WHY BUY A TACX BUSHIDO..?
About two months ago I did a Conconitest on a Bushido.
Three things I found immediately very positive.
1) a realistic riding experience based on a pre-set program,
in my case the Conconi test (increasing resistance, required
effort, choosing gears and all that on your own
2) no link required to a PC/laptop. Such a connection I think is,
sooner or later, a guarantee for frustrations because of failing
software updates, asynchronous movies etc etc (from my own
3) the Bushido brake unit and handlebar mounted computer looked
in every way robust and felt immediately at the first use also robust.
Also a very clear display and no powersupply required.
The Bushido generates its own electricity. Great!
It was clear that programming personal training sessions was
possible. Slope% / distance, Slope% / time, Watt / distance,
Watt / time, Heart rate / distance and Heart rate / time.
References on the web were generally positive. But it was also clear
that careful setup and brake calibration are important.
The big difference with a spinning bike is that a training program
close to reality is possible.
TWO MONTHS AFTER PURCHASE...
Now after more than two months of training on the Bushido, I'm still
positive. The Bushido really meets my expectations.
The only modification I found necessary was improvement of the SkyLiner
front wheel support. I think the stability of the SkyLiner is poor.
Generally I think other front wheel supports, eg. from Cyclops, also look poor.
For the modifications I made, see the pictures below. The Tacx SkyLiner is in
use for many models indoor trainer, so this is not a specific Bushido matter.
SOME MORE TIPS
* Setup 'out of the box' is without problems. Manuals and instructions are clear.
* For 'standard racing wheels' (700x23c) use 'mounting position 2'
* Without PC/Laptop link just follow the manual. Important is to enter in
handlebar computer display your weight plus at least 9 kg extra (bike, clothes,
drink bottles). All other required data are self-explanatory.
When yo have a PC/Laptop link (see the Tacx forums) an adjustment due to
something like the Tacx Pc-software PowerMode is probably important. Much
discussion in the forums whether yes or not including the weight of the bike
and faking other data to get an acceptable mix of Bushido and Pc/Laptop
* Calibration of the so-called brake via the Settings menu is important.
According to the Tacx website that value should be between 10 and 15 for the
Bushido after about 10 minutes warming up. I check this on a regular basis,
I feel happy with a value of about 14.
See www.tacxservice.com/nl/2-wat- remkalibratie-and-what-should-be-the-value
* Use the Tacx trainer tire and regularly clean the roller of the brake unit. A
new blue trainer tire of course requires some some extra cleaning in the
* Software versions on my Bushido.
November 2012 delivered to me:
Handlebar Computer software: 0.5.004
Brake Software Version: 0.3.008
Because the Bushido is on the market now some years already, I assume
the 'starting misery' of software updates is over now. I hope I never have
to update the Bushido software. It's working fine for me as it is.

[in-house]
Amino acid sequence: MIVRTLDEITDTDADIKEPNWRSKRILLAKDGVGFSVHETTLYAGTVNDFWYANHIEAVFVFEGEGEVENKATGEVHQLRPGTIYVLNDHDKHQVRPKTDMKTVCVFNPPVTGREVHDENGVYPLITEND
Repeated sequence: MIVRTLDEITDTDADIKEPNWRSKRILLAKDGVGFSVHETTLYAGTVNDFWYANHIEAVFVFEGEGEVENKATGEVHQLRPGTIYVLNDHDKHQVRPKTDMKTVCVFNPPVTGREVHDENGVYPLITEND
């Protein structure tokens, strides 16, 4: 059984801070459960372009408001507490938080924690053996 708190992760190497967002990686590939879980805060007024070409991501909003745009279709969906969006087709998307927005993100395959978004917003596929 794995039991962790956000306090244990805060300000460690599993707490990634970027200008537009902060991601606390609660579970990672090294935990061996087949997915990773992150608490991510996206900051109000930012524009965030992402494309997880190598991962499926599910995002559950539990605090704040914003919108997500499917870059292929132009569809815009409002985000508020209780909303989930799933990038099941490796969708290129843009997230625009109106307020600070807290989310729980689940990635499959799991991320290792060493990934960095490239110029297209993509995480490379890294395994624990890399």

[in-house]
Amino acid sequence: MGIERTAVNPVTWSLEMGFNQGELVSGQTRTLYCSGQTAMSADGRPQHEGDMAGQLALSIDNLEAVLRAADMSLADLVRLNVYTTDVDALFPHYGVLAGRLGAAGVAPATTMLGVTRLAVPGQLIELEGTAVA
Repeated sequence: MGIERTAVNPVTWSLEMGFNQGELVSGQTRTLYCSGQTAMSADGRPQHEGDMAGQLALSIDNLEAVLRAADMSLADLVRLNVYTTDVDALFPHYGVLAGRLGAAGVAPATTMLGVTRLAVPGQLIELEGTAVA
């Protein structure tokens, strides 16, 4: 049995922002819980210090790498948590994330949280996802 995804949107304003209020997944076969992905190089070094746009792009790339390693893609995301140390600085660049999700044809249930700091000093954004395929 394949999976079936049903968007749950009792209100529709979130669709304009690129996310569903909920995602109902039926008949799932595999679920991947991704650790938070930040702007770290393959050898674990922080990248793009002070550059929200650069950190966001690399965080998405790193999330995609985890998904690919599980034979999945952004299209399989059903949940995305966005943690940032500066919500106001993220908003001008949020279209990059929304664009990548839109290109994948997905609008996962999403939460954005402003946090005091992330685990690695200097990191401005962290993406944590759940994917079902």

OWN PROGRAMS AND THE STANDARD TACX PROGRAMS
WATT, KJOULES AND KCALORIE CONVERSION
As I'm not interested in a Bushido link with a Pc/Laptop, I simply write down
per training, data like the total of kJoules and average cadence (RPM).
Tacx calculates with an average yield of 25% of the human body.
tacx2009.ilink2.nl/dotAsset/125945.pdf , how conversion to kCal can
be done. That Tacx 25% is a choice. I also read about a Gross Motor Efficientcy
of eg. 22%
For my conversion to average power output in Watts and to calculate kCal (Polar
devices mostly kCal) see
Tacx.Bushido Programmas.xls, first sheet.
As I use my normal bike computer, a Polar CS400, in combination with the Bushido
for registration of heart rate (average and peak) I get a nice and complete
overview of trainings. I use a Polar T31 coded heart rate transmitter belt.
Works okay, the more expensive Polar WearLink chest strap does not work!
HOWTO IMPROVE STABILITY OF THE SKYLINER FRONT WHEEL SUPPORT.
See pictures at the right.
* Tube length: 72 cm
* Diameter: 4cm
For sale in stores as "table leg", price is a few euros only.
The buckle in the leg also much improves the rigidity.
It's a good and simple solution and improves cycling in a standing
position on the Bushido.
When you mount it, inflate the front tire, 7½-8 bar, with the front wheel standing
in the SkyLiner support and push the tube against the handlebar. Connect the
tube to the wall and finally tape some rubber or other damping material on the
bar, in order to realize a slight suspension.
My impression so far is that the so called 'Left and right balance'
displayed by the horizontal bar in the bottom part of the handlebar computer
screen, also improves when improving the stability of the SkyLiner.
- 'View Last Score' as was possible apparently in the 2008 version.
See picture at the right. Now you have to write down results down or
you need to buy the Pc/Laptop link and Tacx software. The Bushido is
quite costly and the selling point of everywhere use (even when no
electricity or laptop is available) suddenly is forgotten.
- Improve the SkyLiner front wheel support. My solution only works
when a supporting wall is available!
- Switching off the handlebar computer by pressing 3 seconds the OK button.
According to my manual (2012) this option should work. But does not.
Bushido In Depth Review, incl. Pc/Laptop link, software, Real Live Video training
Tacx traininginfo, oa.
Conconi- and Astrandtest, etc. etc. on the vast Tacx website
Bushido Brake calibration
Bushido kJoules, kCal conversion calculation (dutch)
Answers to many questions on
Bert van Sas
...and for the summertime
Long bikeroutes in Zeeland
Part T1980.12. Electro unit Bushido brake
Links to the Bushido Manuals